Finally, we have business continuity — the ability of an organisation to continue to operate in any eventuality. Often, business continuity is used interchangeably with DR, but that is inaccurate – much like the correlation between redundancy and high availability – all disaster recovery events are business continuity events, but not all business continuity events are disasters.
If you had a complete system failure at the primary site and needed to fail over to the secondary that would be both a business continuity event and a disaster recovery one. The scope of business continuity is wider than that, however.
If there was a transportation issue that prevented some of your staff from getting to the office, then switching to your disaster recovery site wouldn’t help, but a full business continuity solution that offers remote access solutions (such as Citrix or VPN access) to all your staff might just save your business.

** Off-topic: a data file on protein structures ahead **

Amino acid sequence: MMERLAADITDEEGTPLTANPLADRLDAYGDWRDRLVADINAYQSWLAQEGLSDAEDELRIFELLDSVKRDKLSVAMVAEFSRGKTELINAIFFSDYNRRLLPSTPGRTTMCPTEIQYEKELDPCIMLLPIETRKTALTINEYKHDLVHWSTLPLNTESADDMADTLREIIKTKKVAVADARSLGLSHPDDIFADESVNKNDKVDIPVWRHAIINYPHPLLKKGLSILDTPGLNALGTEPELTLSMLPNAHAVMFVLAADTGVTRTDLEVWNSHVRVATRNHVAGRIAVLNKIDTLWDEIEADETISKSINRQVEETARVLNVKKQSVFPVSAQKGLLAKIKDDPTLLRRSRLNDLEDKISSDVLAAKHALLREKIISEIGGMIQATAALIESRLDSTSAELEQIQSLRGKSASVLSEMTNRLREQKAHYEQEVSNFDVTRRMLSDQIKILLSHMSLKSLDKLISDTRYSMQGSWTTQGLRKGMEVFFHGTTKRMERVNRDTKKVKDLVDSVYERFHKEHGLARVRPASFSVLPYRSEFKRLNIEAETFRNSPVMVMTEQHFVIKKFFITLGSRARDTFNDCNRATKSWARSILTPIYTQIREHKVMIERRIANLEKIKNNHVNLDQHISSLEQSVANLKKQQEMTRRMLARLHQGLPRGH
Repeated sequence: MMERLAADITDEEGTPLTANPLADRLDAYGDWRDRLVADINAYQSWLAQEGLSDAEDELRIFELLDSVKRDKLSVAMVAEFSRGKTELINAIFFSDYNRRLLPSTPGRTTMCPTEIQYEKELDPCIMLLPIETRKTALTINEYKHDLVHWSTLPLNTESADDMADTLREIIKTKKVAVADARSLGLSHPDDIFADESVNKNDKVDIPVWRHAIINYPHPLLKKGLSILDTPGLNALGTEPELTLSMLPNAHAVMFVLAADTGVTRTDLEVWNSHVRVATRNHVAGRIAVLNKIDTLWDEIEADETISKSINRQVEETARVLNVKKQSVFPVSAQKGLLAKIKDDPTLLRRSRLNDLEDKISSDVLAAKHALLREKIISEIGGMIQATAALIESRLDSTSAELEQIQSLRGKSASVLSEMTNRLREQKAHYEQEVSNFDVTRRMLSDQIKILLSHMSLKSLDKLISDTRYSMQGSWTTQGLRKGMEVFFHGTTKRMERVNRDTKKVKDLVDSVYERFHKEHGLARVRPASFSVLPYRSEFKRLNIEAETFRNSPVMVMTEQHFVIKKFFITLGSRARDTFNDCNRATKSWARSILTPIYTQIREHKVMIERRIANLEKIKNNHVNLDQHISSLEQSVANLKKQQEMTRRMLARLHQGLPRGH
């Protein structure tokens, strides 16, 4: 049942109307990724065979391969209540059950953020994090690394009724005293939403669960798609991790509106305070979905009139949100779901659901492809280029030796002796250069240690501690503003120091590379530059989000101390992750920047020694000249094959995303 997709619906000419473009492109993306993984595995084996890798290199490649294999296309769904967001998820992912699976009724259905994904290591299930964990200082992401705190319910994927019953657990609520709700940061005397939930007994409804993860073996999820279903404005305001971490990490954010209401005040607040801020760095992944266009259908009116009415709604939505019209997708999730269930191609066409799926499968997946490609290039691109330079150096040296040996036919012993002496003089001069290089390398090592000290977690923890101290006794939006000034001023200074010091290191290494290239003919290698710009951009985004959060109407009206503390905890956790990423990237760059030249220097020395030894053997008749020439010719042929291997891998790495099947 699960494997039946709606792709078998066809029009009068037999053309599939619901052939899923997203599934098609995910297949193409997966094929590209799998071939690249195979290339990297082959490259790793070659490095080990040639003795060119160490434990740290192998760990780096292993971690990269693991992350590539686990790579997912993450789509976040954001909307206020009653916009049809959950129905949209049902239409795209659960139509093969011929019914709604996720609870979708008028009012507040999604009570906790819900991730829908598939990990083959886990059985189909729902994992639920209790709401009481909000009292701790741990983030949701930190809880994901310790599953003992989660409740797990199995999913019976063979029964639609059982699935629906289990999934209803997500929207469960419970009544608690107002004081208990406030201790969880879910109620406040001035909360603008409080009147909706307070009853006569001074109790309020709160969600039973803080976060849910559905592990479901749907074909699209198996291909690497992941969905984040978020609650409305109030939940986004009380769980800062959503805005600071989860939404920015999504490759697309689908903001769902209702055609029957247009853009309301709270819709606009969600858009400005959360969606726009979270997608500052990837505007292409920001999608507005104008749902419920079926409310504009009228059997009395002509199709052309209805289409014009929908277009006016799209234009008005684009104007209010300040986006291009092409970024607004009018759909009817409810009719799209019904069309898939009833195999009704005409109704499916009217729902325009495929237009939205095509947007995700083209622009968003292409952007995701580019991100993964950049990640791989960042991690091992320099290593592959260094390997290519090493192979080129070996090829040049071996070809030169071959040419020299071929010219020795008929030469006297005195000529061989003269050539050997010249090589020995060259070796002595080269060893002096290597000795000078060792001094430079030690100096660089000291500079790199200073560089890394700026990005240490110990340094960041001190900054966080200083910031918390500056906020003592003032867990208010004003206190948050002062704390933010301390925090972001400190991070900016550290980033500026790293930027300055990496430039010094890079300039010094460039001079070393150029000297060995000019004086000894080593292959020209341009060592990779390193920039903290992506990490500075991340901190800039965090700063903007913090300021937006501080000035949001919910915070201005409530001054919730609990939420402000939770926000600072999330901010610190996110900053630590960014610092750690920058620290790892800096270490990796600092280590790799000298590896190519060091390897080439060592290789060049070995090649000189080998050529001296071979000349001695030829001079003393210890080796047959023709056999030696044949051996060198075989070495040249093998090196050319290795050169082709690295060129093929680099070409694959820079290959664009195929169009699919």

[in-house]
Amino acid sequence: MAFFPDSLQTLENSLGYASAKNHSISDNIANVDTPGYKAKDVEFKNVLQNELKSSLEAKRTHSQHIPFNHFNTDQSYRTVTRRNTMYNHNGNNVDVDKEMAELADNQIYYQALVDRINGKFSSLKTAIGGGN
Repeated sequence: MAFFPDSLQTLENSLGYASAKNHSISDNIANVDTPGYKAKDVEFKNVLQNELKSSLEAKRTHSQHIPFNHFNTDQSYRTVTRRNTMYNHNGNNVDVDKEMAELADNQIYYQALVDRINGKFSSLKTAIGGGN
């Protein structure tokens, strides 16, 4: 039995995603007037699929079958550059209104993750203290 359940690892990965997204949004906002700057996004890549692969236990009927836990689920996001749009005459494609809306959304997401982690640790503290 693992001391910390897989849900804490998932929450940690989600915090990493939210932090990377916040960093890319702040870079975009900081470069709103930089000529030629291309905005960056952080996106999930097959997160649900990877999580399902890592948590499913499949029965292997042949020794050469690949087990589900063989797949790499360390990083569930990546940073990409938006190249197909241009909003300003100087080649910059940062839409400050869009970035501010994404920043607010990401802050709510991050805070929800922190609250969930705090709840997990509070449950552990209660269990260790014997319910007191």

Office building burned to the ground? Then an agreement to rent desks from a business continuity centre and arrangements to bus your staff over to the temporary site, in addition to your remote access solutions, might just save your bacon.
Serious pandemic that results in curfews, martial law and the total inability for any of your staff to leave their homes for risk of exposure and death?
You’ve got a plan for that – it’s covered under your business continuity solution – everybody get back to work! Although, perhaps you need to reassess your priorities a little. ®